Bob Costas is serving as the NBC Olympics primetime host for a U.S. TV record 10th time in Sochi. He’s also going to host late night coverage.
Costas, 61, pulled double duty once before, hosting primetime and late night in Sydney in 2000.
“With unmatched experience in the host chair, Bob’s historical perspective and expertise will serve as a foundation for our Sochi coverage both in primetime and late night,” said Jim Bell, Executive Producer of NBC Olympics. “There is no one better than Bob to lead us in telling the stories of the athletes and competition that captivate fans around the world.”
Costas has been the primetime host at every Games on NBC since 1992 — six summer and three winter. He was the late night host in Seoul in 1988, too. Jim McKay hosted eight times for ABC.
“The Olympics are a unique television event,” Costas said. “They involve classic sports coverage, of course, but also many elements of storytelling and travelogue aspects that are not part of the usual sports broadcast. They are a three-week miniseries which, if done well, should bring viewers not only compelling athletic performances, but a sense of the host city and country, and an appreciation of what is a truly global gathering.”
The Olympics begin on Feb. 6 on NBC with primetime coverage the night before the Opening Ceremony for the first time.
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Olympic champion Adelina Sotnikova will miss the Russian Championships later this month and will likely sit out this whole season but still hopes to defend her title in Pyeongchang, according to R-Sport.
Earlier this year, Sotnikova stopped preseason training due to a health issue, decided not to compete but rather perform in less-demanding ice shows this fall, according to the report, citing her manager.
Sotnikova, 20, last competed at the 2015 Russian Championships, finishing sixth and failing to make the three-woman Russian team for last season’s European and world championships.
She did not compete in major events in the 2014-15 season due to injury and in 2015-16 skated at one top-level international event, finishing third at the November 2015 Rostelecom Cup in Moscow.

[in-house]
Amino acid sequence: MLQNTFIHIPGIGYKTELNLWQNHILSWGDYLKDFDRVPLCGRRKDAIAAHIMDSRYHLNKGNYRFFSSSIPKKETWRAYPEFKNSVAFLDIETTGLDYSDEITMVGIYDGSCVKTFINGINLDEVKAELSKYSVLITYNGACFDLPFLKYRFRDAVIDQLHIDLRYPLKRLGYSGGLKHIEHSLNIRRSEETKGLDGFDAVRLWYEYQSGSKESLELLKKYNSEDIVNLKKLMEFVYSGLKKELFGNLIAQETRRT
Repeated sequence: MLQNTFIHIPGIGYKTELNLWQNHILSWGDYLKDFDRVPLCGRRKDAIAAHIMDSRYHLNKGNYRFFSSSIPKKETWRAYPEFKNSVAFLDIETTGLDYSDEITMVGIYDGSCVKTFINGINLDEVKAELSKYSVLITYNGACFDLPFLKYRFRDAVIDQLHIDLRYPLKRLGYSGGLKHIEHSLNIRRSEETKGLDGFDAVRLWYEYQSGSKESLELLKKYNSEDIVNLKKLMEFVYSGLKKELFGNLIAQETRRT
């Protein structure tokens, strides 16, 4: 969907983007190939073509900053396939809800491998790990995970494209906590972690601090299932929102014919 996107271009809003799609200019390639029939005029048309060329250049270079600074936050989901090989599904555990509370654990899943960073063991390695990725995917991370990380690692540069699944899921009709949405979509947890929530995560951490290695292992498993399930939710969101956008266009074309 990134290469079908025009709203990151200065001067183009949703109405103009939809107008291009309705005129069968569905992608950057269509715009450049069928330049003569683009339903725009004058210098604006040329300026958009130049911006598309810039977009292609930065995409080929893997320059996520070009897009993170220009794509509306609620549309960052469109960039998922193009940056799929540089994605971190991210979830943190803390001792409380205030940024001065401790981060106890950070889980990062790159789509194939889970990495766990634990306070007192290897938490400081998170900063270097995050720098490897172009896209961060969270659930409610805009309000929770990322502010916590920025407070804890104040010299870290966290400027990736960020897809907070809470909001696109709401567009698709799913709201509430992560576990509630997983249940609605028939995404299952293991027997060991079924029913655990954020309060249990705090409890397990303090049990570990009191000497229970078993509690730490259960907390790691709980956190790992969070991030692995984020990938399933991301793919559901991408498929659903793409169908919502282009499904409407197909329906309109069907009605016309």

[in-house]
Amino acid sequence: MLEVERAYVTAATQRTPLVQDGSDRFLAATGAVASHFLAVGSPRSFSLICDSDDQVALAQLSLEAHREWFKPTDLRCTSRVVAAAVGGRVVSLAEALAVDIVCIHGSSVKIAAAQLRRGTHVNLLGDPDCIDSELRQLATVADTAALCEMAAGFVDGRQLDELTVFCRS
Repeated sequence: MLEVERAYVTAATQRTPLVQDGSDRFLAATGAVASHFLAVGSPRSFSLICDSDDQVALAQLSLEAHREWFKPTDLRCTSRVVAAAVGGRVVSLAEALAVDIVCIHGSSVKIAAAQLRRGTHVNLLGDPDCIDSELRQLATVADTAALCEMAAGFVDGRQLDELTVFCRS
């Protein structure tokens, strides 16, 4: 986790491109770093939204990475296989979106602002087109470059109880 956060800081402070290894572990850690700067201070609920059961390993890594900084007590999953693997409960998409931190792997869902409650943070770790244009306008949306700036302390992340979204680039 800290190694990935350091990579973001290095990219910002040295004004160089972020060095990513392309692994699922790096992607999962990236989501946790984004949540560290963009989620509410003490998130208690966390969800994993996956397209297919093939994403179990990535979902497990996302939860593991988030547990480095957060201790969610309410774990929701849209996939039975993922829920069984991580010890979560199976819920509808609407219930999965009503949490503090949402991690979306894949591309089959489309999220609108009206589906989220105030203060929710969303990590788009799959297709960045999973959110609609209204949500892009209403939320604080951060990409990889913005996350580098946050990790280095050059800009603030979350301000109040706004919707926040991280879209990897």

In Sochi, Sotnikova became the first Olympic women’s figure skating champion without a prior Olympic or world championships individual medal.
Russian women’s figure skating has only solidified in Sotnikova’s absence since Sochi, complicating her path to making the 2018 Olympic team.
Yevgenia Medvedeva and Anna Pogorilaya were the two best female skaters this fall. Yelena Radionova and Maria Sotskova will join them in the six-skater Grand Prix Final this week.
Russia can send three women to the European Championships in January and world championships in March. The results of the Russian Championships later this month will largely determine the makeup of those teams.
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Tokyo 2020 venues for the new Olympic sports of baseball, softball, karate, skateboarding, sport climbing and surfing were approved by the International Olympic Committee on Wednesday.
That brings the total number of Tokyo 2020 venues to 39, with the potential for more.
The venues for new sports:
Baseball/softball — Yokohama Stadium (20 miles south of Tokyo)
Karate — Nippon Budokan
Skateboarding and Sport Climbing — Aomi Urban Sports Venue
Surfing — Tsurigasaki Beach
All of the new sports do not currently have a spot on the Olympic program beyond 2020 (baseball and softball were previously on the Olympic program before being taken off after Beijing 2008).
Agenda 2020 reforms allowed Olympic host cities to propose the addition of sports for their Games only, which is what Tokyo 2020 did to get them on the program.
The Tokyo Olympic venues are split between two zones — the Heritage Zone and the Tokyo Bay Zone — that are separated by the Olympic Village.
Tokyo 2020 and FIFA are still discussing the finalization of soccer venues. There are currently six, including two in Tokyo and one as far away as Sapporo (650 miles north).
Tokyo 2020 and the World Baseball Softball Confederation are still discussing the potential of adding a second baseball-softball venue in Fukushima prefecture, the site of 2011 nuclear plant meltdowns caused by an earthquake and tsunami. Fukushima is about 150 miles north of Tokyo.
The Tokyo Dome, home of the Yomiuri Giants and several MLB and World Baseball Classic games, is not a 2020 Olympic venue.
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